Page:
Radon is a gas that you can't see, smell, or taste - but it can be dangerous. It is the second-leading cause of lung cancer in the United States. Learn more about radon here and the value of radon testing to keep your family safe.
What is Radon?
Radon is a radioactive gas that occurs naturally from the breakdown of uranium in soil, rocks, and water. It can seep into homes from the ground. It is invisible, odorless, and tasteless, making it impossible to detect without proper testing
As radon decays, it releases tiny radioactive particles that, when inhaled, can damage lung tissue over time. When radon particles are inhaled, they damage lung tissue and increase the risk of cancer. It's not just smokers who are at risk; even non-smokers exposed to elevated radon levels face potential health hazards.
If your home tests high for radon, mitigation measures can be taken to reduce the levels and minimize the risk to you and your family. Radon mitigation systems, such as active sub-slab depressurization or ventilation, can be installed to prevent radon from entering your living spaces.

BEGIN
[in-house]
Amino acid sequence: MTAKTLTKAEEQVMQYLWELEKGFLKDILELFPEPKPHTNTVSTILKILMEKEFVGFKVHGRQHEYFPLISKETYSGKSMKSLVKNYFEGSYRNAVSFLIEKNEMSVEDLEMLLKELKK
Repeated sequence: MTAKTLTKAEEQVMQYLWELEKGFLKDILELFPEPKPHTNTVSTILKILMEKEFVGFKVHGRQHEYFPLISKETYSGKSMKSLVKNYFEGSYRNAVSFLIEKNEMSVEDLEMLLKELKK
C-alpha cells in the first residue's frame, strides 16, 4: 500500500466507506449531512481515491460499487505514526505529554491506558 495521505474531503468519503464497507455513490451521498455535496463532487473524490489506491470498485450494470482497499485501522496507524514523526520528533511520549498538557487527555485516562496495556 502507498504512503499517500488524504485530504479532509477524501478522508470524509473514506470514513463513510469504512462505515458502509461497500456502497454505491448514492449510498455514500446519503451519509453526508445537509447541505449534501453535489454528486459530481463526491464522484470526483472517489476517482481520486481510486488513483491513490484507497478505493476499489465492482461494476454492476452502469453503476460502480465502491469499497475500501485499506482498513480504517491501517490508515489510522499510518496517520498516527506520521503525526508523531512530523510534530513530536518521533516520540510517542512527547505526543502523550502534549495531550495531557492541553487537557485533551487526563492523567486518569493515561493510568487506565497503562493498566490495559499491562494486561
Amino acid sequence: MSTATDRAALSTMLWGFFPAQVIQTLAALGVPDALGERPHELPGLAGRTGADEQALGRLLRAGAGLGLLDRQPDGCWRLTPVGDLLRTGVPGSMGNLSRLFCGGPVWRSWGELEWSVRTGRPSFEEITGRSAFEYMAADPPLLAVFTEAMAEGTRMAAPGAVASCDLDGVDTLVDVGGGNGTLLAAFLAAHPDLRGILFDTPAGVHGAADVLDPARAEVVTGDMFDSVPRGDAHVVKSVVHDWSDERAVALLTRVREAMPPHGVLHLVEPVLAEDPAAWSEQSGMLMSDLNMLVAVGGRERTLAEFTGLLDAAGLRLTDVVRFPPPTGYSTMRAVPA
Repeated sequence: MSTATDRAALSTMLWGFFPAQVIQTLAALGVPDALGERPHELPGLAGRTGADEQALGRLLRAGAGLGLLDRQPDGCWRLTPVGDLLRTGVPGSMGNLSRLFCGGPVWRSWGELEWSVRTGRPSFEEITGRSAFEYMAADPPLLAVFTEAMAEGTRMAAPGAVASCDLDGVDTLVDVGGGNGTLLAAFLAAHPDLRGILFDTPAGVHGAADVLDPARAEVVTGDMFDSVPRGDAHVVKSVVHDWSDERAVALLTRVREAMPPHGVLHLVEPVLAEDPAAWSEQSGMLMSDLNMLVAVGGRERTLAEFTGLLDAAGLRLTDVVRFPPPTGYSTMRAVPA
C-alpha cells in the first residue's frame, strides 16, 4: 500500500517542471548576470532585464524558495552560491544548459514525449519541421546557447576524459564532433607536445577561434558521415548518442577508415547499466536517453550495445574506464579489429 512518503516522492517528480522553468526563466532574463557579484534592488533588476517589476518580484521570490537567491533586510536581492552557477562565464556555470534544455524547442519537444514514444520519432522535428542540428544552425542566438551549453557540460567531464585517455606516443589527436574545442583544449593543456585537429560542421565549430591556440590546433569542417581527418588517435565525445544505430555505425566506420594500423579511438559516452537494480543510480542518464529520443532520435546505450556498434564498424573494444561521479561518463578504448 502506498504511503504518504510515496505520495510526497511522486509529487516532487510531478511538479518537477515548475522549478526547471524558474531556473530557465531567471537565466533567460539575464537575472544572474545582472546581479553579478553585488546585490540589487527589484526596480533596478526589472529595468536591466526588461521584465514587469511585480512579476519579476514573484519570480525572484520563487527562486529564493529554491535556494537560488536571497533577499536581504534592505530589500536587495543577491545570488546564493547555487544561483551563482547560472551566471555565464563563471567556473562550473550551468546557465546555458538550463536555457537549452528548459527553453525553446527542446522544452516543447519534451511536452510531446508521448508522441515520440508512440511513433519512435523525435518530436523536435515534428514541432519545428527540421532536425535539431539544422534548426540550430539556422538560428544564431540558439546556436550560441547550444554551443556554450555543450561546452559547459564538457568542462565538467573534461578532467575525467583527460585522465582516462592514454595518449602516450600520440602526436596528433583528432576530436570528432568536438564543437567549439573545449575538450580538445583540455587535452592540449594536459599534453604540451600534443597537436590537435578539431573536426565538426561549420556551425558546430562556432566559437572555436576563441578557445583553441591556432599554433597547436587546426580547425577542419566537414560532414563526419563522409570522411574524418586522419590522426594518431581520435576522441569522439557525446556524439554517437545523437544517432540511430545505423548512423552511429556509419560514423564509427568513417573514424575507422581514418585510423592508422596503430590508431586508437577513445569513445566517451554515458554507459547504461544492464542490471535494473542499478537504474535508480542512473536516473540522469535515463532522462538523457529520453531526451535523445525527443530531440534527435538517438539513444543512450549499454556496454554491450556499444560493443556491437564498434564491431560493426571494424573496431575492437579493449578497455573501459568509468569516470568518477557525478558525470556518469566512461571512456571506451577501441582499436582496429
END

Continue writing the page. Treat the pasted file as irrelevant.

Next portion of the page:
Radon in Georgia
North Georgia has been found to have radon levels above the recommended safety thresholds set by the Environmental Protection Agency (EPA). The area's geological composition, which includes granite rock and certain types of soil, contributes to the higher concentration of radon gas in the region.
Radon can be found in homes of any age, location, or construction type. It can seep into your home through cracks in the foundation, gaps in floors, walls, and around pipes, as well as through well water. Even well-sealed and insulated homes are not immune to radon infiltration. Homes with basements have a higher risk of elevated radon levels.
Real Estate Transactions
Radon testing is often recommended during real estate transactions. Buyers want to ensure that the home they are purchasing is safe from radon exposure. Sellers, on the other hand, can use radon testing as a selling point if their home has low radon levels.